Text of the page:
emotional eating

How to Stop Emotional Eating – You’ll Be Delightfully Surprised

Has emotional eating been a challenging part of your life?

This is my personal story… a turning point in my struggle with emotional eating. I was able to be there for myself and quell my uncomfortable feelings instead of turning to food and binging.

Here’s the Biggest Secret About Emotional Eating

I experienced this when I went on the first date after my husband died. I was thirty-nine when he passed away. We were together for eleven years. He was a wonderful man, and I loved him beyond words.

About a year after he passed away, I was with my girlfriend at the Voo-Doo Lounge at the top of the Rio Hotel in Las Vegas, where I lived at the time. A handsome man took interest in me, and we started to chat. He was vacationing from out of town.

He asked me out for dinner and a show the following evening. I accepted the invitation. I was excited about the date and got dressed up in a sexy outfit for the evening.

I hadn’t been single for more than eleven years! The last time I was single, I was much younger, so this was a new experience for me.

I met my date at the casino, and he took me to dinner. I remember having a cocktail and feeling as though I was being treated like a queen. After dinner, we went to a show. After the show, he walked me to my car and we said our good-byes.

He didn’t ask me out on another date, and he didn’t even try to kiss me or make other sexual advances. The last time I was single and dating, my experience was that sexual advances were almost to be expected. And you had to prepare yourself mentally for how you were going to handle it. Especially if you realized you weren’t really interested or attracted to the person.

Well, that night I found my date both attractive and interesting. He was a perfect gentleman. Reflecting back – maybe he was married, and keeping that a secret. Or maybe he wasn’t interested. Who knows?

He walked me to my car and said goodnight.

And as I drove home, I began to feel a strong craving to eat, to have something sweet, to fill my belly. I’d already had a nice dinner, and I was certainly not hungry. I was having an uncomfortable feeling. My usual behavior was to numb it with food, often without noticing I was having an uncomfortable feeling.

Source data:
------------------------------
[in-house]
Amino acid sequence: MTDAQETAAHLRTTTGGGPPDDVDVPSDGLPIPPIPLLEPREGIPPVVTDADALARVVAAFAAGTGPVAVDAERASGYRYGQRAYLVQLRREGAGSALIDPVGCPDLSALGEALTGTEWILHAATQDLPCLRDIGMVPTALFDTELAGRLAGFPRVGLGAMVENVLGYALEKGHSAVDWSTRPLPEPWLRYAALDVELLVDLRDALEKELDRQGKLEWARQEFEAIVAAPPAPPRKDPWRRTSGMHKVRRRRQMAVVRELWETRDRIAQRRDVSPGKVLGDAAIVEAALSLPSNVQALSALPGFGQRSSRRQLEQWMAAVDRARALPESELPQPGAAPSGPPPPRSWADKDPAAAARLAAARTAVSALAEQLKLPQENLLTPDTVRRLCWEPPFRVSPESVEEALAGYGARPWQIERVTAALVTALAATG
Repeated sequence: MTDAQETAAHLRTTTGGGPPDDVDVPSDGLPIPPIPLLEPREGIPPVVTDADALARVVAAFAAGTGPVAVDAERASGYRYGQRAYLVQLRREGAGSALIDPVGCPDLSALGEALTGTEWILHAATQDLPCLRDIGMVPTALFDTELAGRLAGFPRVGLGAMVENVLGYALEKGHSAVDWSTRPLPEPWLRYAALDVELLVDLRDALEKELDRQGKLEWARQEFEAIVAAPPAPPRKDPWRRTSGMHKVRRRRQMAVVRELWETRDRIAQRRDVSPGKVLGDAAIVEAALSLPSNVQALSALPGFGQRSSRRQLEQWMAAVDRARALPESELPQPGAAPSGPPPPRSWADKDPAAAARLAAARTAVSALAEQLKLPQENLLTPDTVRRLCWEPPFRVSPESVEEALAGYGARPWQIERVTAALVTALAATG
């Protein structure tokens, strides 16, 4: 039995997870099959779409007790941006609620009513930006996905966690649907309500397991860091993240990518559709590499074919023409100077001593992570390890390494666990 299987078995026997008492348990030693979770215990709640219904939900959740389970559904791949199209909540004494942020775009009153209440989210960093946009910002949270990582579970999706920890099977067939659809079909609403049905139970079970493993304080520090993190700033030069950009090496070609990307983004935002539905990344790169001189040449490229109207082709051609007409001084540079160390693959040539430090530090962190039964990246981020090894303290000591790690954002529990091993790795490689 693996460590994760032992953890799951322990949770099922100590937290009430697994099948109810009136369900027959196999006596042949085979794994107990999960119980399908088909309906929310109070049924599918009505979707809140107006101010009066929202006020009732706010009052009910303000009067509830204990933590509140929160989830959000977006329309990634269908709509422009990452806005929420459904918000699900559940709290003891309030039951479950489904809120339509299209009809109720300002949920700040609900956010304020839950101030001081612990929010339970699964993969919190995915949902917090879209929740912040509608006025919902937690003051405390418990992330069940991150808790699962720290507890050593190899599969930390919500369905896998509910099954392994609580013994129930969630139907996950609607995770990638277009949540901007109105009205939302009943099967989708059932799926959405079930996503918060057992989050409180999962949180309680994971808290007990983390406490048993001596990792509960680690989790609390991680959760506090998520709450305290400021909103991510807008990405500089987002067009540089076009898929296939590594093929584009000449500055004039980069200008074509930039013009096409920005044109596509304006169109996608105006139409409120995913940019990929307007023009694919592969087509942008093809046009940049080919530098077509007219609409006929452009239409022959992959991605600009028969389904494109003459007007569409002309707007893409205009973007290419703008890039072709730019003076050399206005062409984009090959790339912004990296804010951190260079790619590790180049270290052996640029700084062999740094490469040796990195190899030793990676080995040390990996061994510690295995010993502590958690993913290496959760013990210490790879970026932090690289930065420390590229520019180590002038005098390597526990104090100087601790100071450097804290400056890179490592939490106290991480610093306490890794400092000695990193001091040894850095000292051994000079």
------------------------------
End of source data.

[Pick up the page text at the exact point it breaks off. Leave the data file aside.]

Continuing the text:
I remember getting the craving on the freeway on my way home. There was a 24-hour coffee shop right off the freeway, a couple of exits before mine. When I was a mile or so from the exit, I thought about getting off the highway, going into the coffee shop, and ordering a nice big plate of pancakes with lots of butter and syrup.

I imagined how good those pancakes would taste and what a pleasurable experience the first bite would be. I began to get excited thinking about those pancakes.

This desire for food was not uncommon for me.

I had a love/hate relationship with food. Emotional eating was a big challenge in my life. I hated myself for it. When these cravings came for me, the effort to push away the overwhelming desire was so strong that I could never control these urges.

I always ended up overeating more than I should and feeling guilty about it, Even feeling physically out of balance the next day and beating myself up. The behavior of emotional eating always overtook me no matter how much I didn’t want to go there.

This Time Was Different –
I overcame the Binge

This time was different because I was able to connect to my vulnerable little girl inside. As I approached the exit, I began to talk to myself. I took one hand off the steering wheel, held my belly, and talked to myself in a nurturing, compassionate, and even parental way.

I realized I was having sweet cravings due to how the date ended. I doubted myself. Was I desirable to him?